The immediate concern of these Christians was this: If a Christian ate meat offered to an idol, were they somehow participating in the worship of that idol? Was it sinful? Some of the younger Christians in the church said it was sinful to eat that meat. The meat was tainted by its idolatrous identification. But some of the stronger Christians in the church said it wasn't a sin to eat it. These stronger Christians were demanding the right to attend banquets at the pagan temples in Corinth. They wanted to eat whatever food they wanted, when they wanted. They had a lot of theological knowledge about their freedom in Christ.
In chapters 8-9 Paul told these stronger Christians that he agreed with their theology of freedom, but the problem was that they had become arrogant and selfish. The real evidence of spiritual maturity, or Biblical understanding, was not knowledge but agape love, the willingness to live sacrificially for other people in the body of Christ. Paul asked these more mature believers in Corinth to exercise the freedom they had in Christ in a loving and sensitive way. They ought to be concerned for the brothers and sisters in the body who had a weaker conscience with regard to eating food sacrificed to idols and attending events in the pagan temples. So the call to these stronger Christians was to give up their legitimate rights for the sake of the gospel that was at work in the body and in their community.
The first half of chapter 10, which we looked at in the last message (Discovery Paper 4526), dealt with the reason that we hang onto our rights and demand that life work the way we want it to. We looked at the history of the nation Israel, and we were warned of the dangers of ingratitude, discontentment, dissatisfaction with the circumstances that God has given us.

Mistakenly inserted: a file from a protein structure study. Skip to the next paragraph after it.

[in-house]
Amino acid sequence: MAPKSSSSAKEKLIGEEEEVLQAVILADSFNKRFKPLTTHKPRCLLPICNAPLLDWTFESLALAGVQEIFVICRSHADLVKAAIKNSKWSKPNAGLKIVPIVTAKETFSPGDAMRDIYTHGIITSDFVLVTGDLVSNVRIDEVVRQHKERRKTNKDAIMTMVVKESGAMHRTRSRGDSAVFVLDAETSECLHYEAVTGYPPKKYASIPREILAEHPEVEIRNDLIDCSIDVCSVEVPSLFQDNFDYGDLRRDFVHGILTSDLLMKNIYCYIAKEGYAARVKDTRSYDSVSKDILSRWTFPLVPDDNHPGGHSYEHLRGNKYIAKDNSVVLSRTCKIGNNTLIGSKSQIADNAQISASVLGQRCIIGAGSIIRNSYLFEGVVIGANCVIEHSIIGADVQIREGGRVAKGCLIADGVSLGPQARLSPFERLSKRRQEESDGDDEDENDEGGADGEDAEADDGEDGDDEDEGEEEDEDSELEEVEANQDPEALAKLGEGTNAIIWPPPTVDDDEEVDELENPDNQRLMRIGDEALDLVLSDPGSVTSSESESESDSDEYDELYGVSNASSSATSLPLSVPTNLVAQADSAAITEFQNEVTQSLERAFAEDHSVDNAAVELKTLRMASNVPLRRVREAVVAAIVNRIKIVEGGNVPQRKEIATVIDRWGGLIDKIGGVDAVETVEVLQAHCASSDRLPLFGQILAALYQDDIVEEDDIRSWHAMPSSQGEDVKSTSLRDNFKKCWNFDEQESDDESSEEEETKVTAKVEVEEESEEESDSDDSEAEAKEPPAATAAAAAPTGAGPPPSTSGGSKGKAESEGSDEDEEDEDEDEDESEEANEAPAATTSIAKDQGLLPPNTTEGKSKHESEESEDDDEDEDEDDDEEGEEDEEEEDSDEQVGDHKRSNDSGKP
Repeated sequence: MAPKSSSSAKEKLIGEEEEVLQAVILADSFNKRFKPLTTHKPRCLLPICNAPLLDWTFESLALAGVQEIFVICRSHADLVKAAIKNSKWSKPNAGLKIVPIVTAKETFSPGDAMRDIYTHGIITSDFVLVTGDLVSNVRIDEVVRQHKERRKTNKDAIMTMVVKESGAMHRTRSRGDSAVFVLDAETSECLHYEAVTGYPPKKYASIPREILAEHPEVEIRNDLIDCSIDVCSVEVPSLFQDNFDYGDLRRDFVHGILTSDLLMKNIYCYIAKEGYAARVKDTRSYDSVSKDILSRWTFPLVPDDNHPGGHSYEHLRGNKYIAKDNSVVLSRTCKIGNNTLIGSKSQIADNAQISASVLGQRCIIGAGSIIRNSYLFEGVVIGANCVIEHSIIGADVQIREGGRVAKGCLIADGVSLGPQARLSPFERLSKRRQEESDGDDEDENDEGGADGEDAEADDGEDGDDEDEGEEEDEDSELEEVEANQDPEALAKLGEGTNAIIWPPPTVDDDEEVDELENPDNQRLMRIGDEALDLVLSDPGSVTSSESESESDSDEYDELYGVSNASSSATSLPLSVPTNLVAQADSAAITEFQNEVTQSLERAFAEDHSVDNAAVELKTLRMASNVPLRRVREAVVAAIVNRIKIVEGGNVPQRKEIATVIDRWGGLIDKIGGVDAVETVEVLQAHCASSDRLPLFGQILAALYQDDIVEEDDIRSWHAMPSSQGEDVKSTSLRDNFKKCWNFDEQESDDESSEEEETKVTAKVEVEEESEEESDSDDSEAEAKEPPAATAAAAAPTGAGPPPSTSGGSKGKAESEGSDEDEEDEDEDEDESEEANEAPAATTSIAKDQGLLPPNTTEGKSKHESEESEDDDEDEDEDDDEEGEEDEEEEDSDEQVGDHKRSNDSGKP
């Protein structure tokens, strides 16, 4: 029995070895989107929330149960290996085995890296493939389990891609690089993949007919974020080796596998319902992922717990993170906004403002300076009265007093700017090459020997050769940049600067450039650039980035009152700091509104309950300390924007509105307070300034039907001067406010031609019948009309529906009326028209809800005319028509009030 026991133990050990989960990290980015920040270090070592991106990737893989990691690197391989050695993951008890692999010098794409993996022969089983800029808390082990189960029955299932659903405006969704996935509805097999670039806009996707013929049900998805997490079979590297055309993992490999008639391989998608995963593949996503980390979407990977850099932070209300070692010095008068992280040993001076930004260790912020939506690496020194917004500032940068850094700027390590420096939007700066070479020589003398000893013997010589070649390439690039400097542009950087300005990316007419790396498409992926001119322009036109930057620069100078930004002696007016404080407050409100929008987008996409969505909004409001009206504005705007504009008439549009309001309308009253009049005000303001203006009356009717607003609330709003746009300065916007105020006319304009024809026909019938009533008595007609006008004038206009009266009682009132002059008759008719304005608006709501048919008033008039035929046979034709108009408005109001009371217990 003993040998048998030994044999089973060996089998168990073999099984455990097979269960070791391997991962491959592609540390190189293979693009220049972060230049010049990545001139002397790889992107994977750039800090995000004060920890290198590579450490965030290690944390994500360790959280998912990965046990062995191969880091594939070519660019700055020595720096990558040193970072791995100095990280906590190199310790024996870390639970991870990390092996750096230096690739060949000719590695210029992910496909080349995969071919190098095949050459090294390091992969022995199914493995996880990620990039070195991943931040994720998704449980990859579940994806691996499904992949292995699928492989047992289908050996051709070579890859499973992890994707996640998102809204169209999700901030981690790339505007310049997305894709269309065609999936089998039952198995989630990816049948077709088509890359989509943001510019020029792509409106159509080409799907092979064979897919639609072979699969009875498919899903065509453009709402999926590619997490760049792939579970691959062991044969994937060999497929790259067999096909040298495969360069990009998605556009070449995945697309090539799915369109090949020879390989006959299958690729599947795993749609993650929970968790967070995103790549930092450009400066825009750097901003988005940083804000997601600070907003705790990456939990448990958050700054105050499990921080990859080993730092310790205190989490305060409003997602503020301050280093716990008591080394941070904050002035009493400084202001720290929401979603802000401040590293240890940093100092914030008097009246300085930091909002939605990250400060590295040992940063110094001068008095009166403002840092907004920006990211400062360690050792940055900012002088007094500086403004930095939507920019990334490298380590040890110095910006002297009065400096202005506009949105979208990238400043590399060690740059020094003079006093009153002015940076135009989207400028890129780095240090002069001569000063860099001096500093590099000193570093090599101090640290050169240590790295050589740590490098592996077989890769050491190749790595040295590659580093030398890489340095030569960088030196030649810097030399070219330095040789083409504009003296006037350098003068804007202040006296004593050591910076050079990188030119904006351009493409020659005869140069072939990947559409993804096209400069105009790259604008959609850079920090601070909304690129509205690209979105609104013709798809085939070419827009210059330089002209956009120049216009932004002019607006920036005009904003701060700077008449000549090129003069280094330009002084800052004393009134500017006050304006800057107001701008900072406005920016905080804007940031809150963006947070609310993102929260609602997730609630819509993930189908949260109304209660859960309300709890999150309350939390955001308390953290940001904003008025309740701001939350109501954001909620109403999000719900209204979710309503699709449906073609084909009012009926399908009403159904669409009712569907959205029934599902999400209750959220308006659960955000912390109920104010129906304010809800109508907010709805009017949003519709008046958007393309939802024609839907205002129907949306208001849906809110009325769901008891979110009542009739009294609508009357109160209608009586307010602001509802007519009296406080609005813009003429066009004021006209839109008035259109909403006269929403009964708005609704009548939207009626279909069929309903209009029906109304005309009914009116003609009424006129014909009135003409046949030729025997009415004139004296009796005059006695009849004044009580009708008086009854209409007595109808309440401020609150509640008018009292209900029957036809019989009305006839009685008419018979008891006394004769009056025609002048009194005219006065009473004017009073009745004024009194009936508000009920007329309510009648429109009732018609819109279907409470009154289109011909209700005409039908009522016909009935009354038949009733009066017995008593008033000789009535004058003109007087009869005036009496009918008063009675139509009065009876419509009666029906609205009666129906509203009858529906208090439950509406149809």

The passage before us, beginning with 10:14, begins with the word "therefore." What follows is a summary of everything that Paul has been discussing in chapters 8, 9, and the first half of 10. The passage falls into two major sections. In verses 14-22 there is a warning. The issue of our identity is involved here. He talks about the danger of compromising with idolatry, and there is a strong imperative in verse 14: "Therefore, my beloved, flee from idolatry." And the word that closes that section in verse 22 is the rhetorical question, "Or do we provoke the Lord to jealousy?" Then 10:23-11:1 counter-balances that. In a wonderfully positive way it talks about the opportunity we have to use our freedom to God's glory, for the good of other people. "Whether, then, you eat or drink or whatever you do," he writes in verse 31, "do all to the glory of God."
First let's look at the warning in verses 14-22, where Paul focuses on the danger of idolatrous compromise. He is unequivocal in verses 14-15:
Therefore, my beloved, flee from idolatry. I speak as to wise men; you judge what I say.
The prohibition here is absolute. Paul says to shun the worship of idols. Now, he's already made clear that meat sacrificed to idols was morally neutral. But now he's saying that to eat it in the context of explicitly pagan worship services was always wrong.